Ferrari's Stefano Domenicali: We need to improve but stay calm

By Andrew BensonChief F1 writer
Stefano Domenicali (left) and Fernando Alonso

Sunday morning at the British Grand Prix... the office of Ferrari team principal Stefano Domenicali in the Silverstone paddock.

The tyre-related dramas of the afternoon are still four hours away and Domenicali's mind is on what he describes accurately as his team's "worst performance of the year".

"For sure I'm not happy," he says of a situation in which Fernando Alonso, arguably the greatest racing driver in the world, had qualified 10th fastest.

Alonso is sitting just the other side of the wall from us in the Ferrari motorhome and Domenicali candidly admits - as the Spaniard had the previous afternoon - that he does not know why Ferrari are so slow on a track where traditionally they have been competitive.

It is an unwelcome turn of events for the team in a year in which, until recently, they had appeared to be closer to the ultimate pace in F1.

Alonso's Chinese Grand Prix win

Ferrari, who have won a record 15 constructors' titles, have been behind the best in terms of ultimate performance throughout the five-year lifetime of the current set of regulations and through two different Ferrari technical directors.

It's true that Alonso could have won the title in two of the past three years, had Ferrari not made a terrible strategic error in the final race of 2010 and had he not been caught up blamelessly in the pile-up triggered by Lotus's Romain Grosjean at the start of last year's Belgian Grand Prix.

But both those campaigns were characterised by Alonso driving brilliantly in an inferior car. Ferrari's outright pace has simply not been good enough since 2008, the year after their last title victory when Kimi Raikkonen topped the points.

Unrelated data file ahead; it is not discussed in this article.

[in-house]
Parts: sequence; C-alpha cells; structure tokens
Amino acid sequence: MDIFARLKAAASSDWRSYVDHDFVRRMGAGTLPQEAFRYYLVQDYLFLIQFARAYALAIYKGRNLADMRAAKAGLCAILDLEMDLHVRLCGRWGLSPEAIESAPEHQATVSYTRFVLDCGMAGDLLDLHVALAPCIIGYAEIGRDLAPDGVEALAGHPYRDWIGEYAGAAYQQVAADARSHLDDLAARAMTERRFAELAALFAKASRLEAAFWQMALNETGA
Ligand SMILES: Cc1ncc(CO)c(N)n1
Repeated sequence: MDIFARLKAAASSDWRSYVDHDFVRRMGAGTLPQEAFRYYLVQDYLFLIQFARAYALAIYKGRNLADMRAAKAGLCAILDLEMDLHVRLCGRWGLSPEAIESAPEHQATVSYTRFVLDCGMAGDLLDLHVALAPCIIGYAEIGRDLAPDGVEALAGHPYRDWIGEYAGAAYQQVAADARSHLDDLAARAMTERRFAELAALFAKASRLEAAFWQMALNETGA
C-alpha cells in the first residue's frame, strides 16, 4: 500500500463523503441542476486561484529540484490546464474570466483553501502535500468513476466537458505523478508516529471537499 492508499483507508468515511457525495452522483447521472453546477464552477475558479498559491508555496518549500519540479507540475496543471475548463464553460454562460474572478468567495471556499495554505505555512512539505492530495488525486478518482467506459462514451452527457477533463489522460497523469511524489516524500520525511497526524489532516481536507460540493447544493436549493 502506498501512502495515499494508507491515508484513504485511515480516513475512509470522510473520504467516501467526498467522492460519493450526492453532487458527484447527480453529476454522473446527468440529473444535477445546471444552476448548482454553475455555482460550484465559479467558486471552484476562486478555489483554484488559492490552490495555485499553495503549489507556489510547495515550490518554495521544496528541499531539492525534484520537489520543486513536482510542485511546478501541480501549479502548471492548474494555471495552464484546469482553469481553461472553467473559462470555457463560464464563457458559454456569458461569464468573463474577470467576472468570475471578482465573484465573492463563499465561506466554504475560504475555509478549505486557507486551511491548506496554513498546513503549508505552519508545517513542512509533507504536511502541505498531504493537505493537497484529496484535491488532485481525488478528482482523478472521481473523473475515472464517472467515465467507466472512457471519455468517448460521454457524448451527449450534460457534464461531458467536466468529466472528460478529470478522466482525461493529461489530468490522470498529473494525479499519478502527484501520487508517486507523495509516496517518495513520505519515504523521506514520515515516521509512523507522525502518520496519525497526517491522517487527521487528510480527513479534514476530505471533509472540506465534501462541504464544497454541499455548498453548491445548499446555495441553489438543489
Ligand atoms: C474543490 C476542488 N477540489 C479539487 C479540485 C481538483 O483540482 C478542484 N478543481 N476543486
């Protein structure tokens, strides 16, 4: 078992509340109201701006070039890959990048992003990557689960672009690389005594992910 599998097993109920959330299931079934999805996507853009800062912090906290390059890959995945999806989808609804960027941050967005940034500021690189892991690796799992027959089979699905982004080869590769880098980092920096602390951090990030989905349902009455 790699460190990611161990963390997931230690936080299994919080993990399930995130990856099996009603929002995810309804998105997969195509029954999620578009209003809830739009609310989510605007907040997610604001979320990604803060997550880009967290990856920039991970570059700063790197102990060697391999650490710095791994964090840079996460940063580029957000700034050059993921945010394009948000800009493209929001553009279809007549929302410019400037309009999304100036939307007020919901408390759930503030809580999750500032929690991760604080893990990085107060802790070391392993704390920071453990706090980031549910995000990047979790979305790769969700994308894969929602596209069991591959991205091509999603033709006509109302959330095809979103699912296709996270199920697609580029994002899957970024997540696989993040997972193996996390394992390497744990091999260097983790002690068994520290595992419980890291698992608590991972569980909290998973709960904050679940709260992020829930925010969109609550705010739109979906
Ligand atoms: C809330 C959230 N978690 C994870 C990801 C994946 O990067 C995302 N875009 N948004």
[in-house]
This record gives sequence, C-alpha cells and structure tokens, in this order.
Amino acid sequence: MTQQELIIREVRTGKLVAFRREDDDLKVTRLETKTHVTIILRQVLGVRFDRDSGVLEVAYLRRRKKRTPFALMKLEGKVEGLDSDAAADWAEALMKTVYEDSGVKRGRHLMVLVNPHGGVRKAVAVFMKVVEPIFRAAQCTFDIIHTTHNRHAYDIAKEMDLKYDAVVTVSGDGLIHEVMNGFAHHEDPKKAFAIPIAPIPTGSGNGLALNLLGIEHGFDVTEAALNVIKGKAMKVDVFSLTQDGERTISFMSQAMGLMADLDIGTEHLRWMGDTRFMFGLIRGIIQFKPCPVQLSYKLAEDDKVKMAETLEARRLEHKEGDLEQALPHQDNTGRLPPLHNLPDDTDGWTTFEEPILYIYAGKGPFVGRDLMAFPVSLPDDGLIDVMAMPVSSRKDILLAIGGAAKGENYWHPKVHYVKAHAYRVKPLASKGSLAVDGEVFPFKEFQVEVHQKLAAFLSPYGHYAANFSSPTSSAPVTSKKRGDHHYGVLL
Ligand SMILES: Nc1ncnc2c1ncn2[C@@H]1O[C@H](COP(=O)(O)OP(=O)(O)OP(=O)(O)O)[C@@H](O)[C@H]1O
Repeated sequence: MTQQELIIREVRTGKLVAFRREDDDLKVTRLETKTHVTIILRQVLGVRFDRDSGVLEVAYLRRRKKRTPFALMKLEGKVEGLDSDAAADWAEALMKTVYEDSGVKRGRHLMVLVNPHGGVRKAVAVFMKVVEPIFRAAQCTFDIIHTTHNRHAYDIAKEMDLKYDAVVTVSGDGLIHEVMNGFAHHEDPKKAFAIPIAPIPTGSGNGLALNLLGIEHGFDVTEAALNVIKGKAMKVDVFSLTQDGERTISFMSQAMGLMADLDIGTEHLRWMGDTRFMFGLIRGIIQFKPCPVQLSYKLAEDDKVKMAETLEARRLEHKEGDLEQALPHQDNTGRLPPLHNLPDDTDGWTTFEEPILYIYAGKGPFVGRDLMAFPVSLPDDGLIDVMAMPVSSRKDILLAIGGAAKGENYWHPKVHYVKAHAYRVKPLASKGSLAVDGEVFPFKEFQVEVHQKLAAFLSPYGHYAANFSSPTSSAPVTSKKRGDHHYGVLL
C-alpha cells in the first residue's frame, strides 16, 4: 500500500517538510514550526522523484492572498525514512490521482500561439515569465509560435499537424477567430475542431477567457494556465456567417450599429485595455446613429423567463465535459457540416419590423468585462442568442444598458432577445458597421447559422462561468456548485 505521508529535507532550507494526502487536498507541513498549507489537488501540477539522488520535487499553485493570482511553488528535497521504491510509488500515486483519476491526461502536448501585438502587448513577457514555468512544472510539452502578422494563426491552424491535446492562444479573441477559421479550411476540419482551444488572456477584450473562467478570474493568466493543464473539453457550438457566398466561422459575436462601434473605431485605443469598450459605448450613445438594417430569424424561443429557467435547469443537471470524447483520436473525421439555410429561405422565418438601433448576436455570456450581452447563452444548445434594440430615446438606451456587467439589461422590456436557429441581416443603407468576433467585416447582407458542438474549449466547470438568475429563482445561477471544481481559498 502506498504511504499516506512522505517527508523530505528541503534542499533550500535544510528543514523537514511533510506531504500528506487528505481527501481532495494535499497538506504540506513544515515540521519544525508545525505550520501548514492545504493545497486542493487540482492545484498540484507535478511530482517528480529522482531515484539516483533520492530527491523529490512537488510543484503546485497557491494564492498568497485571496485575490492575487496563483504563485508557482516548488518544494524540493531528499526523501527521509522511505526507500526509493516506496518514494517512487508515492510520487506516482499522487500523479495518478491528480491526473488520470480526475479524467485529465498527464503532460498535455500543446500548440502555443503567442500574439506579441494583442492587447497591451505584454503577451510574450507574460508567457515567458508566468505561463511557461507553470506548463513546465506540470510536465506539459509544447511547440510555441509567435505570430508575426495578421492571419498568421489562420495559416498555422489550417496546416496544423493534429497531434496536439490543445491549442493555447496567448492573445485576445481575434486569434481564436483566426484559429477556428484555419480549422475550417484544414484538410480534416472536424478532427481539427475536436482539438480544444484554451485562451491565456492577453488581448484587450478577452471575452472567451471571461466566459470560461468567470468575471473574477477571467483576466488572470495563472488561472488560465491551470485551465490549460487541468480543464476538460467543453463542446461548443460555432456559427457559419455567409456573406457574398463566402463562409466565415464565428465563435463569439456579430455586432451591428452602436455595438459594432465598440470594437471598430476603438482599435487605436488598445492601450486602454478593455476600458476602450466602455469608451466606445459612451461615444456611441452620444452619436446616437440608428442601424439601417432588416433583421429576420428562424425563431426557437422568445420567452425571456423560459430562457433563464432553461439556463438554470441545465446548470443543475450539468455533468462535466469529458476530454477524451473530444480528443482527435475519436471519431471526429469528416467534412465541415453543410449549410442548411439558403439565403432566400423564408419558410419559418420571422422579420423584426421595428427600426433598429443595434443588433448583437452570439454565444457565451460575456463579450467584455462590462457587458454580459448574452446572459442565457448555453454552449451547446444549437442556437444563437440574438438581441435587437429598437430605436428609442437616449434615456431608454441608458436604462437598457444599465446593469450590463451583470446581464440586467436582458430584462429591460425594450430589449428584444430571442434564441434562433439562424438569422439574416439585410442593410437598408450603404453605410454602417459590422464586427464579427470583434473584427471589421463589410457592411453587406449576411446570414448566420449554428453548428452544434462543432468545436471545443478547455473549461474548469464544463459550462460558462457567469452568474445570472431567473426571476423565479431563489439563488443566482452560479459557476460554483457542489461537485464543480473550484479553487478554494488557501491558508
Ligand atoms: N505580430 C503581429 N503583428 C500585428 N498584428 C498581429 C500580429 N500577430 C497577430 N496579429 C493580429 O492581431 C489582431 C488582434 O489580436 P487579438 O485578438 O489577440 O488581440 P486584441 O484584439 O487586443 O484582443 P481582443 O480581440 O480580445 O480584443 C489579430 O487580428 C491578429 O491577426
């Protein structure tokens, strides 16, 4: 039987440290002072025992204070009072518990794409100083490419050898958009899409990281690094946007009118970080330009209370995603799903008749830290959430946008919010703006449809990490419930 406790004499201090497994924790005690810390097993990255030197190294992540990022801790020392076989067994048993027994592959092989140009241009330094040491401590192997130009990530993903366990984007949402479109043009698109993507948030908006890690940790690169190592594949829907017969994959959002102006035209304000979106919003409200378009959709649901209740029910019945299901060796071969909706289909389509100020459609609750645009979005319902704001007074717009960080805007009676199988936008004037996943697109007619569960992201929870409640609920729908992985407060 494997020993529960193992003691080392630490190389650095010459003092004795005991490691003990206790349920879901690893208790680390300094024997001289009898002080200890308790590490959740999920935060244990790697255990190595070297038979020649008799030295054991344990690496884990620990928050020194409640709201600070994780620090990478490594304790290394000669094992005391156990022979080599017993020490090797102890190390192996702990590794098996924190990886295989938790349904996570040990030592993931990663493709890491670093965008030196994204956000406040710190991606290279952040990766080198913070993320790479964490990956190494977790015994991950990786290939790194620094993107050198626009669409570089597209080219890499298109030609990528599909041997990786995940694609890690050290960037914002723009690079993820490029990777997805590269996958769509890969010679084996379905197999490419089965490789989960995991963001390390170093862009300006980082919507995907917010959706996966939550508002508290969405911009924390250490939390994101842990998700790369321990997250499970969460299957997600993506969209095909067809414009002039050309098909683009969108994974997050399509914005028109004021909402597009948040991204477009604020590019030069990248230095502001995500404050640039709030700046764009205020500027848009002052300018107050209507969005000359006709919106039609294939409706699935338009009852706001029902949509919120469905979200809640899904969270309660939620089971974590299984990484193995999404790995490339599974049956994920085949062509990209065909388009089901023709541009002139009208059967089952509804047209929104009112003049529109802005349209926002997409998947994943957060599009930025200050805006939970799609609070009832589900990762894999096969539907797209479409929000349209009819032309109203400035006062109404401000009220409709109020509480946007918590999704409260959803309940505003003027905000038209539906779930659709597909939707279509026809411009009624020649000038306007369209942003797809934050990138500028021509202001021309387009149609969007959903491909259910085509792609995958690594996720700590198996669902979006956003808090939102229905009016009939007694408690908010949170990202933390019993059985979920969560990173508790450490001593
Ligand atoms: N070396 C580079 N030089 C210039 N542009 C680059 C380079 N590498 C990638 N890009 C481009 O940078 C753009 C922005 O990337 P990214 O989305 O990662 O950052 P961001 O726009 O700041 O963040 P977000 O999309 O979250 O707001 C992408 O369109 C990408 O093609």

"At the technical level, managerial level, in the level of our facilities, at all levels we need to improve," Domenicali admits.

"I have the responsibility of trying to improve the situation and to give the right people the right delegation to do their job.

"For sure the fact we have lost the championship at the last races in two of the last three years is not helping because it is adding more pressure.

"Even if we did not have the best car, by winning the title everything would have been swept away, but that's life. So it is a matter of staying calm and trying to react and improve things."

Domenicali identifies the black art of using the exhausts for aerodynamic effect as a key area where Ferrari are still trailing their rivals.

This has become a crucial car design feature in recent years, as teams harness the exhaust gases to blow on certain downforce-creating parts at the back of the car; Ferrari's arch rivals Red Bull are doing it with greater success than everyone else.

"We are closer in the [overall] mix between qualifying and race, for sure," Domenicali says. "There is still a bigger difference in qualifying.

"But the area where I believe we are not really on top of is the exhaust effect. I'm not an engineer, but this is relevant in certain conditions of the track, certain types of corners. I believe that is the area where they are still better."

Next year, that will not be a problem. The new 1.6-litre V6 turbo engine rules require a central exhaust position, meaning it cannot be used to aid aerodynamics.

It is not just performance that has let Ferrari down this year, though. They sacrificed a probable 30 points over two races in Malaysia and Bahrain through operational errors. After his "lucky" third place and Red Bull driver Sebastian Vettel's retirement at Silverstone, Alonso is 21 points off the championship lead.